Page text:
I am sure that Dr. Ryken would be quick to point out that classics need to be read with a strong dose of discernment, but again, I think he is being unrealistic if he thinks that everyone is capable of a sophisticated level of discernment. I believe myself to be an intelligent, academically-minded, objective, and discerning individual, but I still find that what I feed myself intellectually colors what I think. Bad company corrupts good morals, and bad reading corrupts good thinking. I have been trying to keep better intellectual company in what I read.

What Dr. Ryken describes is literature that is well-written, entertaining, arrestingly strange, and speaks deeply to the human experience. It sounds to me like he is describing the Bible. If Dr. Ryken wants to understand life, to think clearly about deep things, etc., there is no better book than the Bible. All others will fall short. To be honest, I would rather be pushing biblical literacy than familiarity with the classics. There is only one book that is essential to know, and the value of that one book far outweighs the total value of all the scribblings of the human race since the dawn of time.

I do not want to appear anti-intellectual. The Bible is not anti-intellectual, but neither is it pro-intellectual. The first few chapters of 1 Corinthians will temper anyone’s desire for intellectual pursuits. The real Truth is not academically acquired, but Spirit-given. The real Truth is a Person, not just a set of ideas. True knowledge does not begin with Shakespeare. In fact, true knowledge does not begin with reading at all. True knowledge begins with the fear of the Lord.

I am glad that there are people like Dr. Ryken in the world. He has done much for the church by drawing our attention to the literary aspects of Scripture, etc. However, Dr. Ryken is Dr. Ryken. Not every part of the body should be a hand. Not every member of the church need be an expert in the classics. Dr. Ryken can read the classics and bring some good stuff to the table. Others have their strengths to contribute. I am happy to let Dr. Ryken do his thing. I hope he’ll be happy to allow others to shamelessly live a classic-free life.

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Book Review: The Mortal Instruments: Book One, City of Bones

My brother got me hooked on fantasy fiction before it was as popular as it is today. Fantasy is a real mixed bag. Not only does it attract more than its share of low-quality authors, but it also has a tendency to stray far beyond the boundaries of biblical morality. As much as I still love fantasy, I have a deep-seated inclination to abandon the genre altogether. (My reasons for this are pretty thorough and complex, so I will save them for another full post at some point.)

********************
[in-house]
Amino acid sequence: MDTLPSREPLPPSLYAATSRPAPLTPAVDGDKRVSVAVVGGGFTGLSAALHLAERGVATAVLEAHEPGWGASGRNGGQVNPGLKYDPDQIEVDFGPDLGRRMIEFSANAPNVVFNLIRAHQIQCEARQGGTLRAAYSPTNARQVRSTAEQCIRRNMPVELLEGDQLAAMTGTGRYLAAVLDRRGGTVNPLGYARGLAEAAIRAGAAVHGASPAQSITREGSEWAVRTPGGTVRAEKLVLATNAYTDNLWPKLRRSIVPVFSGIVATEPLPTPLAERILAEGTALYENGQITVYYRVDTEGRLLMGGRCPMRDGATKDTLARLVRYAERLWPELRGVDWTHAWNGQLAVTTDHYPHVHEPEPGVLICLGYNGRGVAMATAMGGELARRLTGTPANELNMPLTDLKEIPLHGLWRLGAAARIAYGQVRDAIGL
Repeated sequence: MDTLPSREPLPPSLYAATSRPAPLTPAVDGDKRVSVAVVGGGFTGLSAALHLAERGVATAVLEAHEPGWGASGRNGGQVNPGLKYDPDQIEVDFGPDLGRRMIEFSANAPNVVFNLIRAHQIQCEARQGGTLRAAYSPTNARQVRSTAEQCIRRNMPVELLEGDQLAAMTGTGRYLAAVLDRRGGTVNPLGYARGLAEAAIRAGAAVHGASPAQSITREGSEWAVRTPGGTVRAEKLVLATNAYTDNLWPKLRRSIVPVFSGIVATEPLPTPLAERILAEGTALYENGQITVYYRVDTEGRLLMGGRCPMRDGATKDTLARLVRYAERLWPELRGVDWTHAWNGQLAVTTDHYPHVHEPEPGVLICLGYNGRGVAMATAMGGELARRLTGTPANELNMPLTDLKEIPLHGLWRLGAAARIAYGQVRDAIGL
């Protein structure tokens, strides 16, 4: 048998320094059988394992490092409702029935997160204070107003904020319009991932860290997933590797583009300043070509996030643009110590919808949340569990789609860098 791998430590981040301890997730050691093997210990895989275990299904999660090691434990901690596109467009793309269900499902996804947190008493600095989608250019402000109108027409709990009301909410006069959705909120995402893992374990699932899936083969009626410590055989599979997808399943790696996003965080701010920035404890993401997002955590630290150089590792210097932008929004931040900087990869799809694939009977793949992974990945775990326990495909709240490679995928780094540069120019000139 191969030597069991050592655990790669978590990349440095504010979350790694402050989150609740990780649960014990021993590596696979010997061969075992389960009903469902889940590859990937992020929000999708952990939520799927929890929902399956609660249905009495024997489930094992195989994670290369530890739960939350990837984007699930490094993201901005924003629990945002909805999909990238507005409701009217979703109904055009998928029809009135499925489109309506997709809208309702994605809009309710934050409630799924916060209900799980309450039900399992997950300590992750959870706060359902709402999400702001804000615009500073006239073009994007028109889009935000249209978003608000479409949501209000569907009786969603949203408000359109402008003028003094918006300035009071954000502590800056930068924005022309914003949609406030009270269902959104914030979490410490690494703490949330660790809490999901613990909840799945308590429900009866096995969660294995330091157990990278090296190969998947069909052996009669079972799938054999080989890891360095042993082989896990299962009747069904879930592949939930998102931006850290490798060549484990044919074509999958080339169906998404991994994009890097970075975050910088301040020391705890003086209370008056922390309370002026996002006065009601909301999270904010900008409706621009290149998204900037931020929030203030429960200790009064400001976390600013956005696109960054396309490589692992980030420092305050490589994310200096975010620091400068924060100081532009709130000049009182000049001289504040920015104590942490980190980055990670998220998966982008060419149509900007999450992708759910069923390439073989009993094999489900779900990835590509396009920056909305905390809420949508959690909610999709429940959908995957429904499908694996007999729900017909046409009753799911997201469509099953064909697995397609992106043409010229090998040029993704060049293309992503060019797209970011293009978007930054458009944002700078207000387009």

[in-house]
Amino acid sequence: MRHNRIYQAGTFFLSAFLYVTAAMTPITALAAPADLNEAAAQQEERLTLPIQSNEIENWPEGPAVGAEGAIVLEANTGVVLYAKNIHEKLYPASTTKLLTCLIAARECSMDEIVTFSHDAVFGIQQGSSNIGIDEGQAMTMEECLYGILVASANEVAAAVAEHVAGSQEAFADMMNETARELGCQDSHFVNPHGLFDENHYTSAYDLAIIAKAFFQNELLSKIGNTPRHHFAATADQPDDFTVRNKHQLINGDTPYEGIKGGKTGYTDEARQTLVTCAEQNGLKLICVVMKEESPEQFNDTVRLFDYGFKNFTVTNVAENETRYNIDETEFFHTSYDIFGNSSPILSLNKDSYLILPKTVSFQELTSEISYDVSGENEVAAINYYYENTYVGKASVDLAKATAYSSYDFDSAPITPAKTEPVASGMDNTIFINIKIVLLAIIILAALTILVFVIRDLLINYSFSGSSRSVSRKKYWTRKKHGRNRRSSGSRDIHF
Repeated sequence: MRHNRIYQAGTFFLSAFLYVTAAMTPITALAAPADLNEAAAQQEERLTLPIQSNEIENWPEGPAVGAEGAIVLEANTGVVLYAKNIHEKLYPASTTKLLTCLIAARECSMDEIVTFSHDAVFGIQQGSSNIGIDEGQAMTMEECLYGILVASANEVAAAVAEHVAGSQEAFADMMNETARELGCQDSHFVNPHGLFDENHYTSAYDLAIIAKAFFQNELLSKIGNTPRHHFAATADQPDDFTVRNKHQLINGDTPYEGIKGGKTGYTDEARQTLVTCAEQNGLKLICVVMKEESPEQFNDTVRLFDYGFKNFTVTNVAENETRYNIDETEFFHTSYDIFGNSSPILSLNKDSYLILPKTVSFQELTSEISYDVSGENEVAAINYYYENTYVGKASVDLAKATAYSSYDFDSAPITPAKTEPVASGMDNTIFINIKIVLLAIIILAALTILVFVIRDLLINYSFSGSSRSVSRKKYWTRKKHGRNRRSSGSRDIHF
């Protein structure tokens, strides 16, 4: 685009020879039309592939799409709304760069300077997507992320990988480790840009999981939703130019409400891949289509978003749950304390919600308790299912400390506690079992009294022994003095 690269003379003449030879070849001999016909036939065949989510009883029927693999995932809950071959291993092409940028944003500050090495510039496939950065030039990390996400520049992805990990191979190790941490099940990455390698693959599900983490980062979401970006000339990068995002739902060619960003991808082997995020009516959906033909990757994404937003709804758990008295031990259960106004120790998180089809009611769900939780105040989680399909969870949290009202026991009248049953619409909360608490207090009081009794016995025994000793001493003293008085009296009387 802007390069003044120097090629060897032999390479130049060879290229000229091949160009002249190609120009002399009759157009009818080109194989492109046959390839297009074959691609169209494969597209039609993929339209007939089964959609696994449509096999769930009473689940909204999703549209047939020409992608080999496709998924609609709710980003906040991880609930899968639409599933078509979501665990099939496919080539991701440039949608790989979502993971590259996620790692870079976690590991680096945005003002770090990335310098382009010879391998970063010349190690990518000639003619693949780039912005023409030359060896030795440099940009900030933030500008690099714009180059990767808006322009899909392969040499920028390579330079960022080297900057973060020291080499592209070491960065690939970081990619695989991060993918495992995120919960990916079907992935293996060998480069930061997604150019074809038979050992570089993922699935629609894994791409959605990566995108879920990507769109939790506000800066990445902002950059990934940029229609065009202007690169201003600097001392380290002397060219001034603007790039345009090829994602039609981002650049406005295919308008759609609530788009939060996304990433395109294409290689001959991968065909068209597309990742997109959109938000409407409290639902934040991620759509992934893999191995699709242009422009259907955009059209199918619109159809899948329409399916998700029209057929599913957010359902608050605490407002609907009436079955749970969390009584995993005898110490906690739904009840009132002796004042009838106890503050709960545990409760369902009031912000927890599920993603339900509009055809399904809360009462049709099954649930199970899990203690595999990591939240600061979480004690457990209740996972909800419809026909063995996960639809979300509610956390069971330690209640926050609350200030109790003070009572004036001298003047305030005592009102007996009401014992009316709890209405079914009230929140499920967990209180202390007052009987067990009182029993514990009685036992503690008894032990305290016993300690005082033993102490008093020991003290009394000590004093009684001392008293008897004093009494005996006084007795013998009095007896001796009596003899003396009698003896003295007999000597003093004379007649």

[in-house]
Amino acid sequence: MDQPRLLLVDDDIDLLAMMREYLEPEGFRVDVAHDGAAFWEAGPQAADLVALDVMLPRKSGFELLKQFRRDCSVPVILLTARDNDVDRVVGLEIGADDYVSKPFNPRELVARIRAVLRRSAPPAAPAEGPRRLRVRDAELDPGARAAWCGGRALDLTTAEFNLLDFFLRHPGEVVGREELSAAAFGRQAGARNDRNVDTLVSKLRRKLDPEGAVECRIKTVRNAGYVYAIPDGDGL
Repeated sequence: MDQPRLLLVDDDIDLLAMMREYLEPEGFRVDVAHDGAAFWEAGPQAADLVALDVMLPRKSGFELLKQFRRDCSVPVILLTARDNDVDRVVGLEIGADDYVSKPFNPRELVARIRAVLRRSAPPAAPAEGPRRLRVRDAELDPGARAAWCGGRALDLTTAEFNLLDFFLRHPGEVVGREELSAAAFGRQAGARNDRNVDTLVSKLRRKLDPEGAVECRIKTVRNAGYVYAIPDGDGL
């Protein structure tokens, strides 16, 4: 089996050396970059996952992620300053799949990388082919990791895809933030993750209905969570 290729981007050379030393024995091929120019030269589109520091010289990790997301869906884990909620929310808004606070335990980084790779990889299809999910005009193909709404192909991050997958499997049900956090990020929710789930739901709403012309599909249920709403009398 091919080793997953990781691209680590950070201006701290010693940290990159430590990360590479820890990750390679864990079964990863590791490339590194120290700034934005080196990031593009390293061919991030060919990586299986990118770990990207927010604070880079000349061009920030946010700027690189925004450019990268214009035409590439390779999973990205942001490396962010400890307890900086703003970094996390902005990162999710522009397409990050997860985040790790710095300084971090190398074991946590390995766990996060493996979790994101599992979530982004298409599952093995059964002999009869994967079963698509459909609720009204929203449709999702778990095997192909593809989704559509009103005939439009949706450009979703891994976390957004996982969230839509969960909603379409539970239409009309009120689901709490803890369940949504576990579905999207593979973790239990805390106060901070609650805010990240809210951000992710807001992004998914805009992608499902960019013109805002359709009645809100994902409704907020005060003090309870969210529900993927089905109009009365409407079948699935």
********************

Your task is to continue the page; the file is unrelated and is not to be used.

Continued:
However, I keep trying to justify my return to a particular type of fantasy that is becoming increasingly popular. I am afraid I am ignorant of the term for it. I am referring to the type of fantasy that is set in our contemporary world but imagines a fantasy underworld to which most people are oblivious. The specific version of this subgenre that I am interested in is the version that depicts a constant struggle between good and evil happening all around us.


This type of fantasy interests me because it is akin to what is taught in Scripture. Ephesians 6 teaches us that there is a war being waged in this world – a war which requires enlightened eyes to see. The war is between supernatural forces of good and evil. The eternal fates of human beings hang in the balance.


C. S. Lewis has been able to reach generations of children (and adults) for the gospel by embedding truth in another type of fantasy – the type where the children travel to and from a separate fantasy world. I think if someone wants to accomplish the same thing today, it will be by depicting the biblical battle of good and evil as happening as a kind of fantasy underground in our world.


I am saying all of this to explain why I would pick up the book City of Bones in the first place. I excuse myself by explaining to myself that it is research. I like to explore these kinds of fantasies to see if this fantasy subgenre can be put to use for the kingdom. As more and more kids and adults get sucked into the escape-from-reality offered by fantasy(in books, movies, video games, etc.), I am wondering if the church needs to consider the possibility of offering similar fantasies designed to draw people back to reality – the biblical reality.


So what do I think of City of Bones? I thought it was a quick, easy, pleasant read. The characters were easy to get to know and like. There was humor, action, and romance. The writer is far more talented than I.


I have three main issues with the book. The first is the [spoiler alert] plentiful use of clichés. For instance, there is the love triangle between the main character girl Clary (Clarissa), Clary’s best friend from childhood Simon (who has been in love with Clary for years, but Clary is oblivious), and the super-handsome and super-awesome warrior Jace who saves Clary’s life. All kinds of cliché material here. Simon tries the old look-like-I’m-interested-in-somebody-else-to-make-her-jealous routine. Jace, of course, turns out to actually be Clary’s brother, although we only find this out after they’ve already kissed.


The second issue is that the book is generally morally bankrupt from a biblical perspective. There is an awful lot of sensuality and innuendo between the teenage main characters. Clary turns sixteen two-thirds of the way through the book. I believe most or all of the teenagers are minors, yet there is frank discussion about the possibility of the various characters sleeping together. This always confuses me. If we photographed it, we would go to jail, but it is OK to write about it? Also, one of the male main characters is in love with one of the other male main characters. Again, this runs counter to a biblical perspective. This is all on top of the normal fantasy problems of the use of magic, witchcraft, etc.